The fight to defund the ACA; image courtesy of Jim Morin/The Miami Herald.

Almost seven years after its passage, the Affordable Care Act has been perhaps the most contentious piece of legislation that most people under 40 have seen in their lifetimes. The battle over what has been dubbed President Obama’s legacy has officially begun today on Capitol Hill. Republicans, headed by Vice President-Elect Mike Pence, are cloistered on one side of the building drawing up the game plan for how to unilaterally remove this statute. It has been a target of Republican ire since its inception, and since the elephant stampede of the 2010 midterm elections they have attempted to pass legislation to defund or eliminate the ACA more than sixty times[1]. For the last six years this has been nothing more than political pandering, with an absurd amount of time dedicated to an action that was impossible during Obama’s presidency. Once again we are preparing for a political tug of war that will only serve to give the American people a bad case of rope burn.

On the other side of the building on the exact same day, the Democrats, led by President Obama, are lining up the Xs and Os of their best prevent defense. The Democrats are likely about to pay the price for their unilateral legislative action seven years ago. Democrats passed the ACA, ironically modelled after a plan previously developed and passed in 2006 by then Republican Governor Romney in Massachusetts, without one Republican vote in either the House or the Senate. Being more concerned about putting the Healthcare Reform trophy in the case by any means, will perhaps be the undoing of the single largest healthcare bill passed since the 1965 passage of Medicare.

We have had serious problems in healthcare in the United States for two decades, First Lady Hillary Clinton attempted to make a mark with healthcare reform in the mid-1990s, and yet we allowed our representatives to squabble over partisan procedure and ego, wasting years of time. The United States does offer some of the best healthcare in the world; wealthy families from around the world routinely seek out our facilities for their procedures[2]. In direct contrast to that, access to healthcare by U.S. citizens has been on the decline for a variety of reasons, but primarily as a result of the increasing cost of care and the availability of medical insurance, long seen as a necessity for access to care in the United States.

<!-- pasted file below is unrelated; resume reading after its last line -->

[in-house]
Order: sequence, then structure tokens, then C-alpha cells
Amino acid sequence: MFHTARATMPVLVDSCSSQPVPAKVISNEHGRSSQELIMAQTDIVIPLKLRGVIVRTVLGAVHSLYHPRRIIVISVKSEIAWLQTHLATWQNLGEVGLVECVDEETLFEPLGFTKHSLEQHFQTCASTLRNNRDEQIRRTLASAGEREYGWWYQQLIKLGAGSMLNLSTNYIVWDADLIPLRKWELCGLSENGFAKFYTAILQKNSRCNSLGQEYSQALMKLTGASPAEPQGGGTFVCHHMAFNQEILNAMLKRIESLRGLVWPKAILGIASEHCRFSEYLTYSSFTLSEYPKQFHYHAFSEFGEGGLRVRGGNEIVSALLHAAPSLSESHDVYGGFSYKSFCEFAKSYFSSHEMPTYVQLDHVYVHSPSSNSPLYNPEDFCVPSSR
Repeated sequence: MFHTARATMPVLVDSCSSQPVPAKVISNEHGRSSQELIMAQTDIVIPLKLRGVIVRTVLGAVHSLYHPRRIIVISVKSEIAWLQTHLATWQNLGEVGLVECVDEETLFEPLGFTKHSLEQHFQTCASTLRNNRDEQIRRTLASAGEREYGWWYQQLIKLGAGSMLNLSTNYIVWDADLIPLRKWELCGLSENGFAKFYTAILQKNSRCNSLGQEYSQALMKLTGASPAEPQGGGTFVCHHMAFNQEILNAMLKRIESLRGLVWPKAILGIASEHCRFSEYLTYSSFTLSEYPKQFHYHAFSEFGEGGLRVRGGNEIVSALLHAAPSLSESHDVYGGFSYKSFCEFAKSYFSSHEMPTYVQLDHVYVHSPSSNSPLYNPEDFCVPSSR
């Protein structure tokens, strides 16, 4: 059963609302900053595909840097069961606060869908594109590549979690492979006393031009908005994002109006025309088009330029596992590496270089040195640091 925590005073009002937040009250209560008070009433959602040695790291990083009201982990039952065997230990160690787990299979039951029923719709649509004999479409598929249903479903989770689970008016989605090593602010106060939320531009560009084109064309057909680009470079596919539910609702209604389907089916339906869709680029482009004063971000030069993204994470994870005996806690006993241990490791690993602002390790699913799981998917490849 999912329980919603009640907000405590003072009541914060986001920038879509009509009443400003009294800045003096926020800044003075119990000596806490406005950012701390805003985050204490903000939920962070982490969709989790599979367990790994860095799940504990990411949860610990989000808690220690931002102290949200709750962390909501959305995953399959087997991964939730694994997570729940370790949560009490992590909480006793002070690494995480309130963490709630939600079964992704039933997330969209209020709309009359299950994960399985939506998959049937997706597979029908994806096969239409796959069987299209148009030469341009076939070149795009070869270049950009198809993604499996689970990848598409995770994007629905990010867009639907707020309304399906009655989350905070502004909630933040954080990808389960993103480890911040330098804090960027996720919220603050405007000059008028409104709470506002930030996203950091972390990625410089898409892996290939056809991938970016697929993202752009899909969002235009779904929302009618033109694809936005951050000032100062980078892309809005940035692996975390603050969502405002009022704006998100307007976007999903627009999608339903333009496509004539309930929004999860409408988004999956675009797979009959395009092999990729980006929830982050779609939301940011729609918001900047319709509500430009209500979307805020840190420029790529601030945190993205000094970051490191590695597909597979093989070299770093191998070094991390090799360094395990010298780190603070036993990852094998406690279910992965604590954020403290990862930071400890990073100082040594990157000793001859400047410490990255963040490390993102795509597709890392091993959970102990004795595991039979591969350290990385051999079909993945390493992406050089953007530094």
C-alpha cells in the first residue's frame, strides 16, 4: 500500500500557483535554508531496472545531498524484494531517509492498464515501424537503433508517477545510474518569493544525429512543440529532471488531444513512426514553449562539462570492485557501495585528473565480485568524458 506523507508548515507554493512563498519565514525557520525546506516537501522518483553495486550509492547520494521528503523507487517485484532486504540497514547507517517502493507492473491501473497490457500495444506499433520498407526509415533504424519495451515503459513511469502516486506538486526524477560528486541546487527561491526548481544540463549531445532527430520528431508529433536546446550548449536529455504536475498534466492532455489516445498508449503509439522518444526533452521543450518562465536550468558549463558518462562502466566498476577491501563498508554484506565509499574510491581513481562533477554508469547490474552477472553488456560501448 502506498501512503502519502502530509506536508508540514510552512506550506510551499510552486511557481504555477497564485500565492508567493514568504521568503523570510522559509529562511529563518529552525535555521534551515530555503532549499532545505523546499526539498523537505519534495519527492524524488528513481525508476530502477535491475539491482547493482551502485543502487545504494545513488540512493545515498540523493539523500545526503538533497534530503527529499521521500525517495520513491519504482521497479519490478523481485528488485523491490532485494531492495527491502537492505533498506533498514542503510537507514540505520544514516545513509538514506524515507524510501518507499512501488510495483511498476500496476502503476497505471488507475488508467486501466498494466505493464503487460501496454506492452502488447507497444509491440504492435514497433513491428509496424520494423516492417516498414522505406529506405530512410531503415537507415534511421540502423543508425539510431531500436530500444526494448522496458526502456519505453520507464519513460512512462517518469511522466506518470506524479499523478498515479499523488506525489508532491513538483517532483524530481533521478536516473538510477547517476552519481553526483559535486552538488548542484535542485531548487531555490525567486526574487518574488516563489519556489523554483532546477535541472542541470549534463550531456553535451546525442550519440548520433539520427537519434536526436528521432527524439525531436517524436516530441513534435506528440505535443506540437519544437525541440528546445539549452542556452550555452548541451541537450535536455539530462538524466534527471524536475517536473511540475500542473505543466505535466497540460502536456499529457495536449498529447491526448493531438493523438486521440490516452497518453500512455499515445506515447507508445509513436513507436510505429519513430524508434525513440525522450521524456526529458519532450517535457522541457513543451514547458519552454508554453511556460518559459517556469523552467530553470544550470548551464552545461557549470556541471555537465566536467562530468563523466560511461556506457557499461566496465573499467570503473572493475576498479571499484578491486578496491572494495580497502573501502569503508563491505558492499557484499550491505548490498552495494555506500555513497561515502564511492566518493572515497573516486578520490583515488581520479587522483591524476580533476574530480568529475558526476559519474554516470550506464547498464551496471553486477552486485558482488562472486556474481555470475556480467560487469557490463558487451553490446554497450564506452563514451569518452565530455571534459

At the onset of the ACA, the CDC has reported that 15-16% of Americans did not have any type of health insurance. Since the passage of the ACA that number has been reduced to 9.20% in 2015[3]. The problem that we face is that health insurance premiums (the cost to purchase the plan typically paid in part by a person’s employer and/or the individual) have risen much faster than income and the cost of inflation.


So back to our current situation, we have a number of complicating issues with healthcare in the United States and neither party has been particularly effective at resolving more than one of them at a time. Albert Einstein is attributed with saying “Insanity is doing the same thing over and over and expecting different results” and that is exactly what we are seeing. A one-party majority in both houses, with a president-elect absolutely despised by the other side of the aisle is trying to figure out how they can enforce their will on the other side. Eerily reminiscent of 2009 and 2010, and quite likely to be repeated in a few more years when the pendulum swings the other way.

As voters, we need to stop letting politicians direct the narrative on this issue, and start telling our representatives what we want them to do beyond “block the other side”. The Democrats have a legitimate issue in pointing out that our system leaves way too many people behind, and that almost every other developed nation in the world has come up with a better solution to serve their populace than we have in the U.S. Republicans are also correct in pointing out that the ACA has done absolutely nothing to contain skyrocketing costs, as well as the fact that there are some significant limitations to many of the socialized medicine plans available in other countries.

Our current trajectory is not sustainable. We need to demand that our lawmakers put their egos in the corner and start working on a solution that is more functional than what we have and one that is not going to immediately be dismantled the next time an election shifts power the other way. We need to care more about fixing the problem than we do about winning the argument.





Join the Discussion